Tuesday, April 5, 2011

Shank of the Season: Braised Osso Buco

I view snow on April Fool's Day as Mother Nature's way of reminding us New Englanders not to get too caught up in some romantic vision of spring. But instead of becoming dispirited, I say, salute this mercurial season with a dish that tastes a little lighter than the stews and braises of winter, but still has enough  flavor to be savored in front of a roaring fire with a nice bottle of red wine.

To me, that means veal shanks. I actually have a lovely, light almost Easter-dinner worthy recipe of shanks with pea tendrils and a lemon risotto, but  a cool, blustery Spring day demands something a little more substantial, with a sauce that's redolent of mushrooms, root vegetables, and tomato.

Some people who eagerly tuck into other meat feel guilty about eating veal, but those of us who live in the Seacoast have access to local veal that is humanely raised. Mind you, this is not the pale white stuff you'd find in a supermarket. No, this veal is deep pink, with a real meaty flavor; that's because the little critters actually get to spend some time outdoors. We usually get our veal from Kellie Brook Farm, but there are other local farmers who also offer delicious, guilt-free veal.  

From what I've read, traditional osso bucco, which is Italian for bone with a hole, was made with white wine, flavored with cinnamon, bay leaf, and a gremolata of finely chopped lemon zest, garlic, and parsley. This version, an invention of my brother-in-law Dave, was inspired by a couple of recipes in  Molly Steven's cookbook, All About Braising: the Art of Uncomplicated Cooking, though I must admit the delicious fennel/coriander coating for the shanks was all his idea.

While risotto is the classic accompaniment for osso bucco, we served it with farro (which is Italian after all), and some braised local chard. Add in some candlelight and you have a perfect fireside meal for a cold spring night.

Braised Veal Shanks ala Dave
1 T fennel seeds, toasted
1 T coriander seeds, toasted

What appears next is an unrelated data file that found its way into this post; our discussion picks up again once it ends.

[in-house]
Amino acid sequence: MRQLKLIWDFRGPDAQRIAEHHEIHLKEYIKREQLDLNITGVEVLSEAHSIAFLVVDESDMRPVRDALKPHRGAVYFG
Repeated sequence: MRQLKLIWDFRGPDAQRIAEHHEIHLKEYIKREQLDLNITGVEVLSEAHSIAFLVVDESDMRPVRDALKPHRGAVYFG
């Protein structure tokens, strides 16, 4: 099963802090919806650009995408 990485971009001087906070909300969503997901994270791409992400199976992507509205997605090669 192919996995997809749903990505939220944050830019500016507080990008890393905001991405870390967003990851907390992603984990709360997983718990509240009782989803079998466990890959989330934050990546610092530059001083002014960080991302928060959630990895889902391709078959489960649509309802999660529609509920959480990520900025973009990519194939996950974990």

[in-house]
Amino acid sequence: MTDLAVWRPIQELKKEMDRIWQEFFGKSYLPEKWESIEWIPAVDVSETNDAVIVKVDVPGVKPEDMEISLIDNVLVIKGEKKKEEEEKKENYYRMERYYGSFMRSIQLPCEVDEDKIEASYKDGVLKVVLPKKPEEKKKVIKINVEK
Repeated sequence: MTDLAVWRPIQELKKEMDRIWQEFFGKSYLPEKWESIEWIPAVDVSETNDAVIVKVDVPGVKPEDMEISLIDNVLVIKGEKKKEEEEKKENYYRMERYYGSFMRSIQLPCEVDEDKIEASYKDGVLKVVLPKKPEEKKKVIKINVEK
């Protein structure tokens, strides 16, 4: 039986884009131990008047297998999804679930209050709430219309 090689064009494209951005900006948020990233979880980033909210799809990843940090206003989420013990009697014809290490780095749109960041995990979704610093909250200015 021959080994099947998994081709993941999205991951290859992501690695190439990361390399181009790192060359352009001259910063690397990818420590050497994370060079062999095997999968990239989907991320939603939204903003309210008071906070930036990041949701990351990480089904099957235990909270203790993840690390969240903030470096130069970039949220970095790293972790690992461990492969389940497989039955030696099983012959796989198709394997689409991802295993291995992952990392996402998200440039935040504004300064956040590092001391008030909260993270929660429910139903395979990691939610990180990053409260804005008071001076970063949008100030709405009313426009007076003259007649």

Dash of salt
Couple grind of pepper
Handful of dried porcini mushrooms, soaked until soft in hot water to cover, then coarsely chopped
6 veal shanks, 2” thick
2 T olive oil
1 onion, coarsely chopped
3 small carrots, coarsely chopped
4 garlic cloves, coarsely chopped
1 cup chopped, peeled tomatoes (We used 1/3 cup of our own roasted San Marzano tomatoes)
1 cup Madeira wine
Parchment paper to fit casserole

1. Toast fennel and coriander seeds until fragrant. Grind with mortar and pestle or in spice grinder.
2. Rub the shanks with the spice mixture, salt, and pepper.
3. Preheat oven to 325 degrees.
4. In an oven-proof casserole large enough to hold all meat and vegetables, heat 2T olive oil until it shimmers.
5. Brown shanks carefully on all sides, about 15 or 20 minutes, taking care not to burn seeds. Add more oil if the pan is going dry. Remove shanks to platter.
6. Add onions and carrots to pan, scrape up browned bits from bottom of pan as vegetables release their moisture. When vegetables have softened, add garlic and stir, taking care not to let it burn.
7. Strain mushroom soaking liquid and add to pan along with the Madeira. Bring to a boil and reduce by half. Add tomatoes and mushrooms and stir.
8. Nestle shanks into braising pan amongst the vegetables, and add any juices that have accumulated on platter. Liquid should come up about half way around the meat. If needed, add water.
9. Cover pan with parchment paper, add lid and cook in oven for about 2 hours, until meat is very tender and almost falling off the bones.
10. Remove shanks to platter and cover with foil. Skim off fat from the sauce in the pan and taste for flavor. If it tastes weak, bring to a boil over high heat to reduce volume and concentrate the flavor. Taste for salt and pepper.
11. Spoon sauce over the shanks and serve.

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